It was a muggy afternoon in late August and Eric Kendricks was running post-practice sprints.
A veteran of nearly 125 total NFL games, the 31-year-old Chargers linebacker is simply prepping himself for the first month of the season.
"I have to keep up with these young boys," Kendricks said with a laugh. "But I've been doing that since my first year so why would I stop now?
"I know those first couple games are going to be tough, especially on your legs," Kendricks added. "That's what those runs were. Just getting my legs heavy to push me through that. My wind is there, but you have to get your legs ready."
Even as he catches his breath and the sweat drips off his brow, Kendricks has an extra pep in his step.
He is going into Year 9 in the NFL, but it's his first with the Chargers after spending the past eight seasons in Minnesota.
A California native, Kendricks is as content as ever off the field. He's got a wife and 4-month-old son at home. And he's back in Southern California, a short drive from where he starred in college at UCLA.
On the field, Kendricks has spent the past few months diving into all that comes with being on a new team: fresh faces in the locker room, a twist in schematics and getting used to different colors.
Ahead of his Bolts debut, Kendricks noted that he's done all he can do to this point with building new relationships while aligning himself smack in the middle of the Chargers defense.
"It still has room to grow. I need to take it to the next level but I'm almost there," Kendricks said of his place on defense. "I'm understanding concepts and personnel groups. But I need the next level where I'm not even thinking about it.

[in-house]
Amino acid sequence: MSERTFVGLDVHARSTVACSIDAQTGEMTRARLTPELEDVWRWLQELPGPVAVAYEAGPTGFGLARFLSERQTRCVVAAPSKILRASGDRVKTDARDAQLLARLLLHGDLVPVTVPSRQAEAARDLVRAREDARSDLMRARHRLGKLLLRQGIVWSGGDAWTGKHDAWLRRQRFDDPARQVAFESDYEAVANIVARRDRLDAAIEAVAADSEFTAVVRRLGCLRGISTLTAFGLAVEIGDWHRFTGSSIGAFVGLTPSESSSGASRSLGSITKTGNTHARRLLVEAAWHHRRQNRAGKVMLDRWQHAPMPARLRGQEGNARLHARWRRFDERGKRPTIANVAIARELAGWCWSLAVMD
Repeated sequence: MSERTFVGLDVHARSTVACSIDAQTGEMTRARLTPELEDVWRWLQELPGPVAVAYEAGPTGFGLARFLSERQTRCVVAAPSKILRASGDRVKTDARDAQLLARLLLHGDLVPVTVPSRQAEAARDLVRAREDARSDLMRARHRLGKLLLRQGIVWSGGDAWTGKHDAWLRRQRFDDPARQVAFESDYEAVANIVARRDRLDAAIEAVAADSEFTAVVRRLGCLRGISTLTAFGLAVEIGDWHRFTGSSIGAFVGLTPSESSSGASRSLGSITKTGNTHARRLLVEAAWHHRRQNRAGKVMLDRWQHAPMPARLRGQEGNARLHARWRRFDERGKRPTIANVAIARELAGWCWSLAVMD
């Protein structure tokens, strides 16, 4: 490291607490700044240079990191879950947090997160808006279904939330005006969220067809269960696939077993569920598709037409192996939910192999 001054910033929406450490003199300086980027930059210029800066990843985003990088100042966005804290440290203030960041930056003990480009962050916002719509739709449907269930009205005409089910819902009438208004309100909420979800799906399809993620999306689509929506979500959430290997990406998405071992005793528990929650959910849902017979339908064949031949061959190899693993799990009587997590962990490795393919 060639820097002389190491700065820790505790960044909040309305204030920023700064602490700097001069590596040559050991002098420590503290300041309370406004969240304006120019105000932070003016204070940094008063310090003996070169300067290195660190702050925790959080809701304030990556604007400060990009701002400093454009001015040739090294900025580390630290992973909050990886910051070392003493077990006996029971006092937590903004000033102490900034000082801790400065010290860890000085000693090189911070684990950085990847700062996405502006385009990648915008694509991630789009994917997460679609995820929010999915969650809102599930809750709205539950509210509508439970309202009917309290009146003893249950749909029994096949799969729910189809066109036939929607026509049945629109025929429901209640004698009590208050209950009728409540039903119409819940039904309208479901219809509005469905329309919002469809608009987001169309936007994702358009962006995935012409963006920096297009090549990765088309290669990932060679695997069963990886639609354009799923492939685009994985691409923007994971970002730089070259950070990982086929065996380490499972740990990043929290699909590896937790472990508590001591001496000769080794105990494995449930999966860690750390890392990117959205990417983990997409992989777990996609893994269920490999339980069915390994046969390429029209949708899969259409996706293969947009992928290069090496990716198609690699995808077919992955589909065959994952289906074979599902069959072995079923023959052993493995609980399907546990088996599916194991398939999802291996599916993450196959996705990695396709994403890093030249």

"That will come with games and more reps," Kendricks added.
Those who have interacted with and watched Kendricks closely the past few months have marveled at the way he's seamlessly fit in.
"He's just has such a good way in that huddle," Chargers Head Coach Brandon Staley said. "I think that we're able to connect like a veteran quarterback, like an offensive coordinator and a veteran quarterback, on those deeper chapters. We want to take this defense as far as we can take it."
Sebastian Joseph-Day added: "I think the truest measure of performance is consistency and that's what Eric is — very consistent. Does not sweat at all, being that vocal guy we need in the middle, a guy who gets the calls, gets the checks. Being able to communicate at a high level helps the secondary, helps the front. He's been great."
Perhaps it's no surprise that the linebacker was voted a captain by his teammates earlier this week.
"I think he has had a quick impact here. Any time you're a veteran player that has accomplished a lot someplace else, that transition, I think people minimize how tough it is," Staley said. "A lot of it is just going into a brand-new place and how you fit in. The person you were, can I be that person here?
"He's just very authentic, he's a very authentic player. I think that that is the type of leader that all of us respect. He has not changed who he is, but he has adapted and fit into this group," Staley added.
Kendricks will wear the green dot on the back of his helmet this season as the player Staley relays defensive calls into.
These will be the moments Kendricks spring into action. From the time he gets the play call to the time the ball is snapped, Kendricks will be the one responsible for getting the Bolts defense lined up and into the correct (or different) play call depending on what the offense is showing across the line of scrimmage.
Kendricks said constant communication with everyone around him has been his biggest focal point since signing as a free agent in mid-March.
"Sometimes I just check in with the guys," Kendricks said. "Like, 'Am I doing things right for you? Am I doing good? What do you need from me?'